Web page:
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I am trying to solve the following S-L problem:



where $\Phi_{xx}$ is the second derivative of $\Phi$. Professor's solution is available here (in Spanish, I'm afraid).

We first do: $m^2-2m+\lambda=0$ to get $m=1\pm \sqrt{1-\lambda}$. So I have to try out the different values that make m a complex, real or 0.

My question arises when trying to solve the case in which $1-\lambda<0$. Then $\lambda>1$ and I assign, for simplicity, $m=1\pm jb$, where $b=\sqrt{1-\lambda}$.

The solutions must be of the form $\Phi(x)=C_1 e^{jbx}+C_2e^{-jbx}=e^x(A \cos(bx)+B \sin(bx))$.

Applying the boundary conditions, we get to a 2 unknowns, 2 equations linear system. Skipping the necesary algebra, I get that, in order for this to have a non-trivial solution, the following must be true:


Fortunately, this matches up with the solution provided. Then, the professor only considers the case in which $\sin(2b)=0$. I agree to that. But my question is, why shouldn't I also try to get an eigenvalue from $(1+b^2)=0$?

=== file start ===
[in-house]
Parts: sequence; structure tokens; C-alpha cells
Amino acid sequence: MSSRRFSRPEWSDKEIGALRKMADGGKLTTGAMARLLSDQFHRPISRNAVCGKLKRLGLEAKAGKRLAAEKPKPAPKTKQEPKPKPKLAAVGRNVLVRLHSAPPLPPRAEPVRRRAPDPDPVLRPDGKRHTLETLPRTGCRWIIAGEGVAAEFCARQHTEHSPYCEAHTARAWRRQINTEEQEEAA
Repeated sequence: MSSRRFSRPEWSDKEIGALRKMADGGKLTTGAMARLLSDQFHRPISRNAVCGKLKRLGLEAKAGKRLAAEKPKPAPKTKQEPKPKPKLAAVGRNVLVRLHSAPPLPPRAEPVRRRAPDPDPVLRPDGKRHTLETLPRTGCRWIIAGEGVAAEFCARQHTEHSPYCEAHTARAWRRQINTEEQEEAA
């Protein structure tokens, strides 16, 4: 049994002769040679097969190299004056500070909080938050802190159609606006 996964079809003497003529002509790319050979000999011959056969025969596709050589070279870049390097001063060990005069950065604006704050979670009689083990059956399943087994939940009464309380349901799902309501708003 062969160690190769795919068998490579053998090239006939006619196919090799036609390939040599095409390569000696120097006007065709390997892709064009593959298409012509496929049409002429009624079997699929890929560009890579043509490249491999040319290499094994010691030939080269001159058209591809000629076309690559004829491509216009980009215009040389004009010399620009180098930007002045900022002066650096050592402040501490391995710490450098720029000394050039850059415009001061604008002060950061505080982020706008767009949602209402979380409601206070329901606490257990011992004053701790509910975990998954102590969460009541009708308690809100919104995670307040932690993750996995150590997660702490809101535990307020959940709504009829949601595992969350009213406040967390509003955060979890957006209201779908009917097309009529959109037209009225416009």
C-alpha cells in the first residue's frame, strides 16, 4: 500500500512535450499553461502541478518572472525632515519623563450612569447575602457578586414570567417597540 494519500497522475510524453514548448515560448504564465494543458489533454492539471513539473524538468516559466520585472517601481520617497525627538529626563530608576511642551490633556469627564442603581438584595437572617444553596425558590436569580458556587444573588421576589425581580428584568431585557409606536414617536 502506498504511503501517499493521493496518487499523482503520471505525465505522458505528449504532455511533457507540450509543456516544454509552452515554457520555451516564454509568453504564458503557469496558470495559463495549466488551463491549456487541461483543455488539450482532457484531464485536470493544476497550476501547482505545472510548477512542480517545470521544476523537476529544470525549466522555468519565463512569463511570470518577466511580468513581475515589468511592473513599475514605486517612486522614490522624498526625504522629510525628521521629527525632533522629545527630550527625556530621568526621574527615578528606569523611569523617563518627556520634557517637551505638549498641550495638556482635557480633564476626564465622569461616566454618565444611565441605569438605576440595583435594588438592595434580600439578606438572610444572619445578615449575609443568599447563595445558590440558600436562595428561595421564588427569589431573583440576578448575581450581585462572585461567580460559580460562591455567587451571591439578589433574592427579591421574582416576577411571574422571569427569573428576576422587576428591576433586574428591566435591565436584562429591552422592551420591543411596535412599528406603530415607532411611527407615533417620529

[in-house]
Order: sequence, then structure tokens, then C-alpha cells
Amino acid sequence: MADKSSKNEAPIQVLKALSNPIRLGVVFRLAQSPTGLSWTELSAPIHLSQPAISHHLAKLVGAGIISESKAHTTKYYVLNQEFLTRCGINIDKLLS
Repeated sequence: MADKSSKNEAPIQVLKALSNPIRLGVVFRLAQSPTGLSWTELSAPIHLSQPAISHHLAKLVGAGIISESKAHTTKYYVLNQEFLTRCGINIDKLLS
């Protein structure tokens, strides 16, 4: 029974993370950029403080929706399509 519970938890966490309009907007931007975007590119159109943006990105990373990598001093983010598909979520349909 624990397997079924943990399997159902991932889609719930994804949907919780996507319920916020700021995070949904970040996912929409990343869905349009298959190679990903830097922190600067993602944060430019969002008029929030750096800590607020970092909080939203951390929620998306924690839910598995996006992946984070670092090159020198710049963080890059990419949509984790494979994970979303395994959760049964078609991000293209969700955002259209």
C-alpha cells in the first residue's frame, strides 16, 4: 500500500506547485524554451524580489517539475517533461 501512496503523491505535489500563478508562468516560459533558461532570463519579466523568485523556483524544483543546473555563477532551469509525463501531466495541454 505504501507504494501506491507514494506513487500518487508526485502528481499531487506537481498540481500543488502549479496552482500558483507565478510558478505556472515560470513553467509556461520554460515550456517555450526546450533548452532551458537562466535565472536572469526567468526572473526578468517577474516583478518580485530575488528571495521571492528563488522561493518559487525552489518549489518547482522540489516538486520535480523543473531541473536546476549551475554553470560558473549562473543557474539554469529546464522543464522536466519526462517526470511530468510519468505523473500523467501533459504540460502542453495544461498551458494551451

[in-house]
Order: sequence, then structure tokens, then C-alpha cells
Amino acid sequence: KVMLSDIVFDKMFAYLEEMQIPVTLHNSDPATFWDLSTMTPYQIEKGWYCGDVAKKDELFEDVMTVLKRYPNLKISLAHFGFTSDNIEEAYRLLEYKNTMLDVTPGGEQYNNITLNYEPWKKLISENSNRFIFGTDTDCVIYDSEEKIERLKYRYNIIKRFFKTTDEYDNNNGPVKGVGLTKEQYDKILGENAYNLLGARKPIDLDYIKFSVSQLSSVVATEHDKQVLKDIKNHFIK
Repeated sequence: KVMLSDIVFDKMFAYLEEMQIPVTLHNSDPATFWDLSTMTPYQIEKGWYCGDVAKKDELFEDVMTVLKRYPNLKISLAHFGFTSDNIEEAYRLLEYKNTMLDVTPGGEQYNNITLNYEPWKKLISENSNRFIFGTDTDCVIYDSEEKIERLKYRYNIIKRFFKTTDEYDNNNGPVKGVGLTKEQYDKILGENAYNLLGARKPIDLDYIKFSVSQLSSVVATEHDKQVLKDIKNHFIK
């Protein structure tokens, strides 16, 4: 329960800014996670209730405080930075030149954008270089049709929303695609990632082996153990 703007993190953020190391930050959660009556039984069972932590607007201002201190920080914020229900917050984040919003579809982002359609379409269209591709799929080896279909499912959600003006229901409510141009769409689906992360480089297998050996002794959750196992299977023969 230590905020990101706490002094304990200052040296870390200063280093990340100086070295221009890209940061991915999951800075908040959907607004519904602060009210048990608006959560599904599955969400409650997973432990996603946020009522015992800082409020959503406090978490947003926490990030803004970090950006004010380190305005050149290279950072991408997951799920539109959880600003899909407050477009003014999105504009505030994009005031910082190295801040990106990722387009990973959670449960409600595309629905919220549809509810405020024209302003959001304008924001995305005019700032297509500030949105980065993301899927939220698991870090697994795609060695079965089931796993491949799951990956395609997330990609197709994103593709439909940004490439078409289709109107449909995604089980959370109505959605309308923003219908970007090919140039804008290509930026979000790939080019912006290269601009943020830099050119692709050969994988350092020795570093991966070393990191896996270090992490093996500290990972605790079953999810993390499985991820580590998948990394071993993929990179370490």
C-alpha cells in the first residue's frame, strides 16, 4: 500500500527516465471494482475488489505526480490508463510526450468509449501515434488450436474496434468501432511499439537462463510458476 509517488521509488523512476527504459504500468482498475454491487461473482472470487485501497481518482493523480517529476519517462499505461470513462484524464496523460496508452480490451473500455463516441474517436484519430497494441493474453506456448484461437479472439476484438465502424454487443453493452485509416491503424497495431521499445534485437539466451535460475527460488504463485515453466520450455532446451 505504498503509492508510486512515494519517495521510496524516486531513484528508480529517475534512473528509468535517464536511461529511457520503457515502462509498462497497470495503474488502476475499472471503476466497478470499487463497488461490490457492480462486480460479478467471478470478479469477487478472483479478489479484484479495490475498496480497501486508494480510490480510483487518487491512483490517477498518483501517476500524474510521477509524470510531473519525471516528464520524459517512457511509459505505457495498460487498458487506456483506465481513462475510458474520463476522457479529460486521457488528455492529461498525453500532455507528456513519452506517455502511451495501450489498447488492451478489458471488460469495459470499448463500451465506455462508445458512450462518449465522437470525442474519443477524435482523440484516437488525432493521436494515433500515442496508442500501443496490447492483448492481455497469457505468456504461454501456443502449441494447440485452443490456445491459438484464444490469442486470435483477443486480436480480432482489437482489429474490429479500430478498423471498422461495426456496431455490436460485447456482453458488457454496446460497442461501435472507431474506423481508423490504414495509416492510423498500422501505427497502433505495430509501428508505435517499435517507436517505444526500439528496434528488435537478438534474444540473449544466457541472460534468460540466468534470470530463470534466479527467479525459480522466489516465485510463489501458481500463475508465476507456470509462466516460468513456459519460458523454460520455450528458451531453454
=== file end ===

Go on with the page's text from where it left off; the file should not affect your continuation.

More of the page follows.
I mean: $(1+b^2)=0$ so $b=\sqrt{ -1}$. And solving for $\lambda$, $b^2=1-\lambda=-1$ and therefore $\lambda=2$.

Why isn't this $\lambda$ a valid eigenvalue?

Thank you very much for your attention $:)$

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There is something weird with your notation. You say $b = \sqrt{1 - \lambda}$ when $\lambda > 1$, so $b$ is purely imaginary. But you set $m = 1 \pm jb$, so $m$ would be real (if I understand correctly that $j = \sqrt{-1}$). – Tunococ Aug 23 '12 at 0:56
Anyway, I'll just guess you mean $b = \sqrt{\lambda - 1}$ when $\lambda > 1$. In that case, you already assume that $b$ is real, so $1 + b^2 = 0$ cannot happen. – Tunococ Aug 23 '12 at 0:57
@Tunococ Hi, thank you very much. As you say, b is actually $\sqrt{\lambda-1}$. Now I see that it also has to be a real number. Thank you! – Serge Aug 23 '12 at 15:35

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